What is XHTML?
The Extensible Hypertext Markup Language, or XHTML, is a hybrid between HTML and XML that is more universally acceptable in Web pages and search engines than XML. Both standards are powerful, but XHTML is significantly better than HTML.
XHTML uses three XML namespaces (used to qualify element and attributes names by associating them with namespaces identified by URI references. Namespaces prevent identically custom-named tags that may be used in different XML documents from being read the same way), which correspond to three HTML 4.0 DTDs: Strict, Transitional, and Frameset.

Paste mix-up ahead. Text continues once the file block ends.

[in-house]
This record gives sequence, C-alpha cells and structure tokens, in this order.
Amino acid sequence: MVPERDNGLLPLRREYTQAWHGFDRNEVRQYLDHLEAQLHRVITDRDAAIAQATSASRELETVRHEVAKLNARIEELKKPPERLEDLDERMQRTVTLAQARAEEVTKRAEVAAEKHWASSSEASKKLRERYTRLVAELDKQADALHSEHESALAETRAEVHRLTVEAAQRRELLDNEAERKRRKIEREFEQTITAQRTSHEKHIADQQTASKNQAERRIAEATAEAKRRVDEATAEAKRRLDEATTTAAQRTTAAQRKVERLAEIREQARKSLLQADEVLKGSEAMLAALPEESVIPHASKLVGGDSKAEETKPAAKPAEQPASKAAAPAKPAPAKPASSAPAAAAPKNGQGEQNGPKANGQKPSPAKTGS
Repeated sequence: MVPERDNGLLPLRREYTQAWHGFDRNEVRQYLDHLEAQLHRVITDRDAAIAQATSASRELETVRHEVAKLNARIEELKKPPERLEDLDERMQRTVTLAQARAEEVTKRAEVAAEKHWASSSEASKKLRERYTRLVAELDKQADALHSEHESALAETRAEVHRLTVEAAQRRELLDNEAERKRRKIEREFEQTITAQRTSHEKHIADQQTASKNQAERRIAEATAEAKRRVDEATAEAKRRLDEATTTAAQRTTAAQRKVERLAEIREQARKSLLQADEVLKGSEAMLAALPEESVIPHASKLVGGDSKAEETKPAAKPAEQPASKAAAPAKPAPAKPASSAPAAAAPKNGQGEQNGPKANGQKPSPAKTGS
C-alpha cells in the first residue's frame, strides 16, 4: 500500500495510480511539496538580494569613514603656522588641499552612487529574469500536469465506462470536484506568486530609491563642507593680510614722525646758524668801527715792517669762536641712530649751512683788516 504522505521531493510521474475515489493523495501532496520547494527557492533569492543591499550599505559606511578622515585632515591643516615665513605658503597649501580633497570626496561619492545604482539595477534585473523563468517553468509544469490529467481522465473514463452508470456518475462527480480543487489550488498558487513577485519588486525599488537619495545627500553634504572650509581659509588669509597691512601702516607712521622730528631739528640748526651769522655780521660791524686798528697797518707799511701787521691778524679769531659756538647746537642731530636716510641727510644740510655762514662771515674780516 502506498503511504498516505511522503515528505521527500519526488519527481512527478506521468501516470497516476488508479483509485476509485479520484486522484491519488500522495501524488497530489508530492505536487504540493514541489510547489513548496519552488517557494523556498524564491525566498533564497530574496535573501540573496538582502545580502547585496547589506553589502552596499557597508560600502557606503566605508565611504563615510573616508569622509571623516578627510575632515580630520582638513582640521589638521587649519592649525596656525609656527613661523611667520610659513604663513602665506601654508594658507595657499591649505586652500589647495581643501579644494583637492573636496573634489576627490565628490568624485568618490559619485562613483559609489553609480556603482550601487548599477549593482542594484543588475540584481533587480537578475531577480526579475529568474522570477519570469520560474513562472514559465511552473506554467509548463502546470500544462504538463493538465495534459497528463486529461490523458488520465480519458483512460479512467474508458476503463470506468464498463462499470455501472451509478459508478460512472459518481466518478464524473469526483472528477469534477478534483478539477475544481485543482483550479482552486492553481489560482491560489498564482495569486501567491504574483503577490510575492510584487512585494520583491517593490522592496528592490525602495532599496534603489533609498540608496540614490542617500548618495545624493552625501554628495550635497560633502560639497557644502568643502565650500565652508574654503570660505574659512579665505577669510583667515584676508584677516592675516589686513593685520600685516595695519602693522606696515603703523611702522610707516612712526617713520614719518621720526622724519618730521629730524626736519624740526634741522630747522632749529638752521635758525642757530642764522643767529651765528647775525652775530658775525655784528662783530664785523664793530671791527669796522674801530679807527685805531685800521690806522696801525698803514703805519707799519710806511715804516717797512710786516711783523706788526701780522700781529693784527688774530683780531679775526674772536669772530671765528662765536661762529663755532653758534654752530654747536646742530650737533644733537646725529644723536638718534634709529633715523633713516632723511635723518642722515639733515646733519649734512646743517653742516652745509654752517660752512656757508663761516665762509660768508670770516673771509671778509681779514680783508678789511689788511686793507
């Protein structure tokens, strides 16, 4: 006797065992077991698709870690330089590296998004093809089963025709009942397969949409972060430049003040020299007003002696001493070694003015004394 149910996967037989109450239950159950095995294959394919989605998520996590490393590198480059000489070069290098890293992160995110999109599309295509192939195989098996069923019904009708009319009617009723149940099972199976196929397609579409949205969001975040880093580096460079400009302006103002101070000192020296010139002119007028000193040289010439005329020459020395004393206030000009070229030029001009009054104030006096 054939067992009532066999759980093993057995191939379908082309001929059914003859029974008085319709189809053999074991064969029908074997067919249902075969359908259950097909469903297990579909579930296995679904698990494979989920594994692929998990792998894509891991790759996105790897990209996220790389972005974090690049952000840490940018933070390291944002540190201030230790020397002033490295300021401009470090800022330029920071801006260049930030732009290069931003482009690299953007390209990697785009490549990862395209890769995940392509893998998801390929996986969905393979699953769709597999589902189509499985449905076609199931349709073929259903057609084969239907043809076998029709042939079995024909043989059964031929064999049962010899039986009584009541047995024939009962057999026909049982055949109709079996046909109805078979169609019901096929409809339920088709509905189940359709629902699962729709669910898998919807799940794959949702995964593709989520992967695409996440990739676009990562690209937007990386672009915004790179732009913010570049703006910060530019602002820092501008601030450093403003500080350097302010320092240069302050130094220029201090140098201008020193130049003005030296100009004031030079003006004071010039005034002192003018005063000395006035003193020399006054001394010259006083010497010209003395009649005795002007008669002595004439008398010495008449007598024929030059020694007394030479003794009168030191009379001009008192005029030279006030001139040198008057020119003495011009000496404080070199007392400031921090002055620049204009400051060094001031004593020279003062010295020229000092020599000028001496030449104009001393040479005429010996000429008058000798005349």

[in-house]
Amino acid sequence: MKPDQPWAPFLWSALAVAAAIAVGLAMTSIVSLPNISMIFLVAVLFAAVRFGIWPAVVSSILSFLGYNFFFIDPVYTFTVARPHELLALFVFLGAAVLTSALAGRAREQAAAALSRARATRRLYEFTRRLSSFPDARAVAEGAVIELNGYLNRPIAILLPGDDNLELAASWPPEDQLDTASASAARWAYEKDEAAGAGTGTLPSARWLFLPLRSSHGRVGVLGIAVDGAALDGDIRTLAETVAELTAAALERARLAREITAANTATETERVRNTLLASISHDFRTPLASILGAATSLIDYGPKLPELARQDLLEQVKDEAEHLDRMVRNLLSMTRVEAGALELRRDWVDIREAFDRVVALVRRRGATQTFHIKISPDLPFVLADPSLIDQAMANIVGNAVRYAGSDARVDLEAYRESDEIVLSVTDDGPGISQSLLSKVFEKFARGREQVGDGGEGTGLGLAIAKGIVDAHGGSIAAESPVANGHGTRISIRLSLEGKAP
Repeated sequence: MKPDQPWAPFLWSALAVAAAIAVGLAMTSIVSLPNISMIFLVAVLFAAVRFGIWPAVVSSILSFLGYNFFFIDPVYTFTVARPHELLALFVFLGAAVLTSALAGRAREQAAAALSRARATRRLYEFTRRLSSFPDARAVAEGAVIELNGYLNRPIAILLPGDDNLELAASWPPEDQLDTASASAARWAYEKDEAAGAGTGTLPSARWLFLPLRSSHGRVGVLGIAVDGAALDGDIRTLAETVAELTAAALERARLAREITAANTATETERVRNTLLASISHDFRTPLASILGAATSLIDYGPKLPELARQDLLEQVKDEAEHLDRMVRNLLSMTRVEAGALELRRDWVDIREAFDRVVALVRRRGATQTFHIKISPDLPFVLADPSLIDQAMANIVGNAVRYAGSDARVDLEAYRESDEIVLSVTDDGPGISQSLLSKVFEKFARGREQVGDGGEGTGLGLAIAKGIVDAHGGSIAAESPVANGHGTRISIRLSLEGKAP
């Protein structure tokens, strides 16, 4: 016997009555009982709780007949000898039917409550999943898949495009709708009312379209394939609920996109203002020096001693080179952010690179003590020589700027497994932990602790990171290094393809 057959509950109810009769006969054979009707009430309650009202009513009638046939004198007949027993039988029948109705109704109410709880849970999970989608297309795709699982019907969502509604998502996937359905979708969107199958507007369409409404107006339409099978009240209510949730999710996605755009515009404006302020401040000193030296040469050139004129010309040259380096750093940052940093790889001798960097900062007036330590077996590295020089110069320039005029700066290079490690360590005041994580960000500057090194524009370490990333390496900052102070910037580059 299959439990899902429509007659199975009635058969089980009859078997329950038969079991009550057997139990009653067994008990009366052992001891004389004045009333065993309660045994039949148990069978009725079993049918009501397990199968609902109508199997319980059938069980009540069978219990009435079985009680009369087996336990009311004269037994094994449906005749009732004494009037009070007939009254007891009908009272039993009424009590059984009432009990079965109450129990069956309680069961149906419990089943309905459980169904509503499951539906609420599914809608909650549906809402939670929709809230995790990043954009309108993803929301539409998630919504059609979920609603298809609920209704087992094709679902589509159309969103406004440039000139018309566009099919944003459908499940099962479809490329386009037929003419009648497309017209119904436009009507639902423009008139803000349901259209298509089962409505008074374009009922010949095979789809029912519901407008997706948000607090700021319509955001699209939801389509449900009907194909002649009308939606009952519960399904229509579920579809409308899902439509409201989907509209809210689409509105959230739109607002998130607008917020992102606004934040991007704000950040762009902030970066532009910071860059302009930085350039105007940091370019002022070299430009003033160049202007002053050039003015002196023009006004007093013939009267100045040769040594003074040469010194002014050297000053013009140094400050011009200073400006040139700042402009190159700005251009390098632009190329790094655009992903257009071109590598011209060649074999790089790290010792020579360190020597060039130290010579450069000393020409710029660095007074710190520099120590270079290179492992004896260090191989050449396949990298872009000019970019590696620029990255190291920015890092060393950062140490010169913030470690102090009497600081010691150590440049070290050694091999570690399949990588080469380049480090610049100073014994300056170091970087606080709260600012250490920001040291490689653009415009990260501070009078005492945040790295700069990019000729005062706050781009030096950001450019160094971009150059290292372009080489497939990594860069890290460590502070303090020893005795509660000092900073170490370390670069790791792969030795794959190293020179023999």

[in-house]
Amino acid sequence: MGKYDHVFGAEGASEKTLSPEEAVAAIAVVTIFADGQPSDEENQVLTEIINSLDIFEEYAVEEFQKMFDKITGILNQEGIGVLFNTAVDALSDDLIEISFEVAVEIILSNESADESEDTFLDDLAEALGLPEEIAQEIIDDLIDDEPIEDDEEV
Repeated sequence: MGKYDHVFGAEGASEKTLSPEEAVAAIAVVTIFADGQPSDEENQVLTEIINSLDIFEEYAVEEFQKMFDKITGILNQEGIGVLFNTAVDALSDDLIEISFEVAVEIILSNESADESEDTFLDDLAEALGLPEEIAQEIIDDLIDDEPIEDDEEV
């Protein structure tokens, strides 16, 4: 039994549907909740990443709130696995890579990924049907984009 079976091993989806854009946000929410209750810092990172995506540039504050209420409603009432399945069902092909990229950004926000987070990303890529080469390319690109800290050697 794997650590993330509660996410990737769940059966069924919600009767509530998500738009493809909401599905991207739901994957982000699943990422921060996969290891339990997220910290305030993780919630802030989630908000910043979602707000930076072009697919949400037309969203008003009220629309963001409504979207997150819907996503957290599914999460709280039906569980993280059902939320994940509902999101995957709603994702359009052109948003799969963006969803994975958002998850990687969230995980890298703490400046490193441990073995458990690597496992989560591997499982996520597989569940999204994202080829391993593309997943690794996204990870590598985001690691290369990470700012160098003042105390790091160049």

A character encoding may be specified at the beginning of an XHTML document in the XML declaration when the document is served using the application/xhtml+xml MIME type. (If an XML document lacks encoding specification, an XML parser assumes that the encoding is UTF-8 or UTF-16, unless the encoding has already been determined by a higher protocol.)
< ?xml version="1.0" encoding="UTF-8"?>